Leah participated in a reading program at school this past year that awarded her a free ticket to Six Flags America. It’s been a very busy summer, but we finally found time to go. And not only did we go, but we got to go with a bunch of friends from playgroup. Simon and Matilda, Keira, and Jake all joined in the fun (as did some of their parents). In fact, Molly’s first trip ever to an amusement park included Keira and Jake. Simon and Matilda were sadly not there (Matilda would have been 3 months old, so she probably wouldn’t have remembered it if she had gone). Leah was sort of there, as Jen was pregnant with her at the time. Here they are all those many years ago:

Holding hands

We got to Six Flags at 10:30 when the park opened. This was our first trip to Six Flags, but the others were experienced (most had season passes). All the older kids were tall enough now to ride all the rides (something new for Molly), but Leah and Matilda couldn’t ride the largest of them. That said, Molly was still scared of any roller coaster that went upside down or was too extreme. We tried to convince her to try one, but she was quite resistant. So, we started with some tamer rides that everyone could ride. First, the Flying Carousel:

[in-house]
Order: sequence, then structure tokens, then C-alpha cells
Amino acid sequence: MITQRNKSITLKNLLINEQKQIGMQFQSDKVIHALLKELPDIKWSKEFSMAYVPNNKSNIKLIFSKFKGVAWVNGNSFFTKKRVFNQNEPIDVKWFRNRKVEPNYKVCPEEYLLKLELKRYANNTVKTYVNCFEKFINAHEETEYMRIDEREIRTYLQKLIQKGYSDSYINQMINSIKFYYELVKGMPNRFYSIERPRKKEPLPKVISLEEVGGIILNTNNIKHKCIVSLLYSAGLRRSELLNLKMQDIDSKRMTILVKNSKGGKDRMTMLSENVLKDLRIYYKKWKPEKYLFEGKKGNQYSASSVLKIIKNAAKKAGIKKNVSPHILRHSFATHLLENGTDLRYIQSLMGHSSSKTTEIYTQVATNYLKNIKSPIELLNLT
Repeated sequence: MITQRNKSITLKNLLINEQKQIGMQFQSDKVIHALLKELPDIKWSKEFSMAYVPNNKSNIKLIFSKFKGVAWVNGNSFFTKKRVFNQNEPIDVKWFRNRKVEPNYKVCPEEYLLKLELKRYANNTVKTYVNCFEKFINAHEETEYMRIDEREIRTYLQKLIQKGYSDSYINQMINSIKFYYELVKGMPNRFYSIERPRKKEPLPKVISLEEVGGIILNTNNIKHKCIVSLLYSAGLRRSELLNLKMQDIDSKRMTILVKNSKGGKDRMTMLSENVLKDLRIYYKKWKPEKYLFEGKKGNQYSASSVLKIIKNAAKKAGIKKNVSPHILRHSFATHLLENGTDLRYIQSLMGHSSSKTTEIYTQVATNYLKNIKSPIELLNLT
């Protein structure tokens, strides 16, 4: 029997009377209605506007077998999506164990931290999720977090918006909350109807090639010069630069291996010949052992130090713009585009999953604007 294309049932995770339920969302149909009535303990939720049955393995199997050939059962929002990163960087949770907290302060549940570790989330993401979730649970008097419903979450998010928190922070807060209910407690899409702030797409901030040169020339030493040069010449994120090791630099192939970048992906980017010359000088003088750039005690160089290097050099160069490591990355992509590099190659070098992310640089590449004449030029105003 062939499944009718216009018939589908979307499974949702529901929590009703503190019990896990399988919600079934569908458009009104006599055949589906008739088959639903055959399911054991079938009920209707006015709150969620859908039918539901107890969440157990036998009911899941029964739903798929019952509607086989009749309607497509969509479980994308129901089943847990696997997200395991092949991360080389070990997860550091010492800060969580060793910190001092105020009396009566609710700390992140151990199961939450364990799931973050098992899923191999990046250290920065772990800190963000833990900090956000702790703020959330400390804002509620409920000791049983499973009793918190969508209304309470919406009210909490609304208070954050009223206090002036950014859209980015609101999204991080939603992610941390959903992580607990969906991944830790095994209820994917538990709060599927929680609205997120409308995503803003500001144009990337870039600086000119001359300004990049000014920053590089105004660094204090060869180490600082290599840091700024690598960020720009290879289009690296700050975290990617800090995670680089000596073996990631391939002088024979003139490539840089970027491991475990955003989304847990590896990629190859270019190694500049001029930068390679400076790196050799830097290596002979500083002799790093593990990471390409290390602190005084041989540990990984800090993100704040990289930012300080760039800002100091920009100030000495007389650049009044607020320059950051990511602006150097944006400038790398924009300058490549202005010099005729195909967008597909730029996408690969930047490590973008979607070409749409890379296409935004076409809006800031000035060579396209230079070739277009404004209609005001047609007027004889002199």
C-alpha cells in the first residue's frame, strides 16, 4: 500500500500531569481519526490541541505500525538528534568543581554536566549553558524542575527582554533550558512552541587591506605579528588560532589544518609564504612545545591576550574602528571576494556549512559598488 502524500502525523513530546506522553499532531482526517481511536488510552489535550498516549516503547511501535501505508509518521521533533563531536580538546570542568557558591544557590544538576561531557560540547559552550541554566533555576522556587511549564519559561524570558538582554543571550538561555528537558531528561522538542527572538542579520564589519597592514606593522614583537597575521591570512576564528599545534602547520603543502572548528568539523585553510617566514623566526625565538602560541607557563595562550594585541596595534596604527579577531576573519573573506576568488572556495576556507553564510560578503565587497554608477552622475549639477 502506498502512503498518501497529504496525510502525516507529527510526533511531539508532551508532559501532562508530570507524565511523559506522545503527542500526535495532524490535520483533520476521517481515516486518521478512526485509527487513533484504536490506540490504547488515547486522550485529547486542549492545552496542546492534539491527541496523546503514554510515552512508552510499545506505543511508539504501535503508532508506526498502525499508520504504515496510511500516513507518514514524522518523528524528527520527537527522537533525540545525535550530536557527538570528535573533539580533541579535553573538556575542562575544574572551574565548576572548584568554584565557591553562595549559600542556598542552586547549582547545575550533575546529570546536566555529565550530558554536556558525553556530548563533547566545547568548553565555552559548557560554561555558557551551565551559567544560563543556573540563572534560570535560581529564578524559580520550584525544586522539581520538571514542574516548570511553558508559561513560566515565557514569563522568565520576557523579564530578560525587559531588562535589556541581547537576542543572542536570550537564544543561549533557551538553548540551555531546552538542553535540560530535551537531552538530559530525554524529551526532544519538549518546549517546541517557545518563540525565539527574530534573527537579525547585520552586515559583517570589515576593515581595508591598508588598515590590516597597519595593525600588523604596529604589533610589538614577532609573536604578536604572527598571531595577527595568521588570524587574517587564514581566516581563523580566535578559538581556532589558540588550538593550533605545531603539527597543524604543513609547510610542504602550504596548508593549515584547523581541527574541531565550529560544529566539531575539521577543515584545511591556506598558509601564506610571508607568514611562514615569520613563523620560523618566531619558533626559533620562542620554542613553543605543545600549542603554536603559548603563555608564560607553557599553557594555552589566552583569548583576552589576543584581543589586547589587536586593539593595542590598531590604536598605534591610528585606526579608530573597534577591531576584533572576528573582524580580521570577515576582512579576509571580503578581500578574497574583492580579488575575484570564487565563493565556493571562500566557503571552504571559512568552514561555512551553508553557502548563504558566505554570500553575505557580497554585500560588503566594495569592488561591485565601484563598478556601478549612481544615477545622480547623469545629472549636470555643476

Flying Carousel

Flying Carousel

Then the Tea Cups

Tea Cups

Our first roller coaster was the Ragin Cajun, a spinny mouse coaster that everyone could ride. And, surprisingly, everyone did ride it including Jen. She took a couple Dramamine before arriving so she could try some coasters, but I was still surprised to see her on it. I think Stacie deserves the credit for pushing Jen to ride this ride (and many other rides). The girls rode together, so Jen and I got to ride in a car by ourselves.